Nile Kinnick is the Hawkeyes' greatest football player of all time. In his football career, he gained 1,674 yards. In his senior year, he completed 31 passes for 638 yards and 11 touchdowns. His 106 rushes netted 374 yards, and his 71 punts over three years were good for 2,834 yards, an average of 39.9 yards per kick. His kickoff and punt returns totaled 604 yards, and he made 11 of his 17-drop kick attempts. In his acceptance speech at the Heisman Dinner, Kinnick reflected the prevailing isolationist mood of the country, saying that he thanked God he had been born in America "where they have football fields instead of in Europe where they have battlefields." And he added that he knew "the football players of this country had rather battle for such medals as the Heisman Trophy than for such medals as the Croix de Guerre and the Iron Cross." Soon after, Kinnick was a pilot of an aircraft carrier in the Caribbean. In June 1943, he crash landed his fighter in the sea and disappeared forever.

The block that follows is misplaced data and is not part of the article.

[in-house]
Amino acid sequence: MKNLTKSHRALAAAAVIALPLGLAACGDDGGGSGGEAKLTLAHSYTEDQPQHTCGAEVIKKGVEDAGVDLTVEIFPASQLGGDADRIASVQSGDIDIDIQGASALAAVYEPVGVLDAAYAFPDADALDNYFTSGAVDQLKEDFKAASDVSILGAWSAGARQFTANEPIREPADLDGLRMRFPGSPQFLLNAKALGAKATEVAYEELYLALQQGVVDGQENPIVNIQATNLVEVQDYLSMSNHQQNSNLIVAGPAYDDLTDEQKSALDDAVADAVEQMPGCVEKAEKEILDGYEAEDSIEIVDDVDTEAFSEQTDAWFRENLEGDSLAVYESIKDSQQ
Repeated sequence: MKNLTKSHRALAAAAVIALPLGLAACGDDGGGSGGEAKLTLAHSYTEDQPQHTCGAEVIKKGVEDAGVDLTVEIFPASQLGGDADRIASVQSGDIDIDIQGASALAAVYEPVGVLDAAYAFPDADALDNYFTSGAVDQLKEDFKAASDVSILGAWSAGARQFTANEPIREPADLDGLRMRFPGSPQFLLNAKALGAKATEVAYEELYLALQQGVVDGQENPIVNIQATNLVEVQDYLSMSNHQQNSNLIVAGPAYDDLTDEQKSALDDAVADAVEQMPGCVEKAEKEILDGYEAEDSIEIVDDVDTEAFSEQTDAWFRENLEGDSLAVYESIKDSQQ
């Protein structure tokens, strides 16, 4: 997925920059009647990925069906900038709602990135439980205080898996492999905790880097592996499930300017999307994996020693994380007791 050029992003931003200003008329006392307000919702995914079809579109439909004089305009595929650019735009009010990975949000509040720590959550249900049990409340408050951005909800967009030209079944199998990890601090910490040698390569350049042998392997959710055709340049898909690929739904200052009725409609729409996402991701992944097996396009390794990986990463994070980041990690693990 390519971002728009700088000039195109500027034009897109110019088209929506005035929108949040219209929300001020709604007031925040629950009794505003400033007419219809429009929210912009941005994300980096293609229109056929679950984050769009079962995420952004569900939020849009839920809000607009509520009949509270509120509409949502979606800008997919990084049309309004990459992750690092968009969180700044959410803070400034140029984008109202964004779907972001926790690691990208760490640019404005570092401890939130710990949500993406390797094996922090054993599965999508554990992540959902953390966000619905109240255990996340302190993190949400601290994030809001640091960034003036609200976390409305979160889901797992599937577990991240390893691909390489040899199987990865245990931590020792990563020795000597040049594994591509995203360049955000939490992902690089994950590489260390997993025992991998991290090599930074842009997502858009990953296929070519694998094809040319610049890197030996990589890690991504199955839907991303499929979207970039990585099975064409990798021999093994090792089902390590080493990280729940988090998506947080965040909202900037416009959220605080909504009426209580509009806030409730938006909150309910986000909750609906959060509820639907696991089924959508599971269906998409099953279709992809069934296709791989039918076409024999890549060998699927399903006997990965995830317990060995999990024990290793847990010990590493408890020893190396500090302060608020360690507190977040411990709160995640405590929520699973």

Nile was elected to the National Football Foundation and College Hall of Fame in 1951.
Iowa's legendary Kinnick won in the East and Midwest as a four-man sweep took most of the votes. Harmon, Christman and Cafego were the big vote getters but John Kimbrough of Texas A&M won in the Southwest and UCLA's Kenney Washington was third in the Far West voting. Washington's running mate in the backfield was a young man named Jackie Robinson. Ken Kavanaugh of Louisiana State and Banks McFadden of Clemson also received votes in the South.
No. of registered electors: 700(approximate)
Date of announcement: November 28, 1939
Date of dinner: December 6, 1939
The positions within each region:
* John Kimbrough of Texas A&M
** Kenny Washington of UCLA